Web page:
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Ghana begins campaign against open defecation

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Open defecationThe practice of open defecation in Ghana is still very alarming, with current data suggesting that almost a quarter of the Ghanaian population do not use any latrine facility.

Statistics also indicates that access to improved sanitation in Ghana is estimated at 15 per cent against the Millennium Development Goals (MDGs) target of 54 per cent to be attained by end of 2015.

Some of the fundamental issues militating sanitation in the country has been identified as low prioritisation of the sector, lack of innovative and sustainable financing mechanisms, inadequate programming and ineffective coordination by relevant government agencies.

Other bottlenecks include inadequate private sector involvement in exploring investment opportunities, high poverty levels and non-enforcement of sanitation laws.

The World Vision International has therefore partnered the Ghana Coalition of NGOs in the Water and Sanitation (CONIWAS) and other players in the water, sanitation and hygiene sector to dialogue and to collective identify options and strategies for accelerating sustainable access to improved sanitation in the country.

At a stakeholders’ dialogue held on Tuesday in Accra, participants discussed the low basic sanitation coverage in Ghana, options and strategies that are available for achieving accelerated improvement in basic sanitation and the resource requirements for achieving improved basic sanitation.

The workshop was on the theme: “The Sustainable Development Goals; Strategies for Improved Sanitation in Ghana”.

Mr Hubert Charles, National Director of World Vision International said the provision of clean water, improved sanitation and good hygiene practice were top priorities of his organistion because these were fundamental to the health, education and general well-being of children.

He said poor sanitation and hygiene practices reduce productivity and increase healthcare cost, trapping communities in a perpetual cycle of poverty. Poor sanitation and hygiene practices were also linked to malnutrition and diseases such as diarrhoea, trachoma, cholera, fluorosis and helminth infections that kill children or stunt their development.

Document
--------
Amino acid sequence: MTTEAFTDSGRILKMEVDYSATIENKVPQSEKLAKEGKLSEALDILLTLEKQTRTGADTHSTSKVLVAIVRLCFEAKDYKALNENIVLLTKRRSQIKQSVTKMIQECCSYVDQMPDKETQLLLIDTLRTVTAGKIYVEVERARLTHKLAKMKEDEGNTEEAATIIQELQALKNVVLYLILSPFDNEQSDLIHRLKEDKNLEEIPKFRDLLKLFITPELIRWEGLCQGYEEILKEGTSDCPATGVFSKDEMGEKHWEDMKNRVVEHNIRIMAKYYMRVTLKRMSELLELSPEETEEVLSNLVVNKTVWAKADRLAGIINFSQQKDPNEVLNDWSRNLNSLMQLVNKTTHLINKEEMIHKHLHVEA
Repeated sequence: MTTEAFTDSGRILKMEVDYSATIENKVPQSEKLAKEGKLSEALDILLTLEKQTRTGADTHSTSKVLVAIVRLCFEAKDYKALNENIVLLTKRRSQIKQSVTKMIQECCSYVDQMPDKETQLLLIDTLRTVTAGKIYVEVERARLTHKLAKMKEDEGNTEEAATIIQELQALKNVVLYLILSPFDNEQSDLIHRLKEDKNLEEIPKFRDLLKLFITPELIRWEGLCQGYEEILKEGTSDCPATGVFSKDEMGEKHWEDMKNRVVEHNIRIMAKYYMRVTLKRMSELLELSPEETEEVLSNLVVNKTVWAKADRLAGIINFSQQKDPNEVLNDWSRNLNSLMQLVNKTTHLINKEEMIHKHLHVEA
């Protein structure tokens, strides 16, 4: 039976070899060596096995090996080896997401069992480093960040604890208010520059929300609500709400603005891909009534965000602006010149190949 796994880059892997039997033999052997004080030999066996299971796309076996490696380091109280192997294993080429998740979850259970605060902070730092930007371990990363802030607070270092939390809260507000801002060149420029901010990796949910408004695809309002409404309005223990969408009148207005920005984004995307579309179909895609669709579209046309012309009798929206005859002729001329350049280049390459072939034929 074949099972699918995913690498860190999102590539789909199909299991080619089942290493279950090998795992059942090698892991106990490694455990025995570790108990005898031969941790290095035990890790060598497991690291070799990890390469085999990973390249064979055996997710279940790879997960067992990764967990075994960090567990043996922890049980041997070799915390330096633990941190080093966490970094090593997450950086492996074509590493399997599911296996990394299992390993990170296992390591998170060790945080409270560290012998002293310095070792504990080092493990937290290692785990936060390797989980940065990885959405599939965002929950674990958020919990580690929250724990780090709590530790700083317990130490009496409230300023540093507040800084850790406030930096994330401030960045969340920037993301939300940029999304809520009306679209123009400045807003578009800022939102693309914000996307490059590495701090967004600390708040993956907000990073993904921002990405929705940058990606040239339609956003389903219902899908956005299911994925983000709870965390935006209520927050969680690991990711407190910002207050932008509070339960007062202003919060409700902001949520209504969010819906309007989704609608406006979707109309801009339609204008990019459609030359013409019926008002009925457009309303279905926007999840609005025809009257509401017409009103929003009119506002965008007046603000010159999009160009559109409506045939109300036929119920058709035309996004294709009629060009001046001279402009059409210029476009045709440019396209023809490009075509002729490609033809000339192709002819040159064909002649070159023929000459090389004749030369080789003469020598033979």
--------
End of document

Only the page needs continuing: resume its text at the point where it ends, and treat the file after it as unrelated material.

He said because many schools lack access to improved sanitation and hygiene facilities, children are left with the option but to open defecation in nearby bushes and hideouts and this has negative consequences for child health, quality education and general well-being.

“Girls especially those who have reached the age of puberty, do not often find the school environment friendly when toilet facilities lack privacy, are unsafe or non-existent”, Mr Charles noted.

He said World Vision has thus, from 1985 to 2010, invested over $60 million to help improve the well-being of children and the socio-economic development of more than 1.3 million people in 1,600 communities and 150 schools and clinics throughout the country.

From 2011 to 2016, another $30 million has been invested under the “For Every Child” WASH Programme for further improve access to clean water, sanitation and hygiene services for over one million people including school children in communities.

Mr Charles said the poor sanitation challenges confronting the country could no more be tackled with the “business as usual attitude”, saying urgent critical actions should be taken by all to help address the issues.

Mr Benjamin Lartey, Southern Zonal Coordinator of CONIWAS state officials should be up and dong to ensure that the implement the bylaws on sanitation while individual members of households must provide toilet facilities in their households.

He said participants would at the end of the meeting come out with a communiqué that outlines action plan needed to be implemented to tackle improve sanitation situation in the country.

Dr Kwabena Nyarko, Senior Lecturer at the Kwame Nkrumah University of Science and Technology said Ghana loses a total of $54 million to health care every year, which could partly be blamed to poor sanitation practices.

He said it was important for the nation to invest in sanitation to improve upon it while ensuring that open defecation are stopped or reduced significantly.

Dr Doris Yaa Dartey, Former Board Chair of the Graphic Communications Group said it was unfortunate that despite many talks and actions sanitation is still a national crisis in Ghana, with poor people being the main culprits of open defecation.

She therefore urged that people in poor communities and rural areas should be educated “and talk them of shitting around”.

Source: GNA

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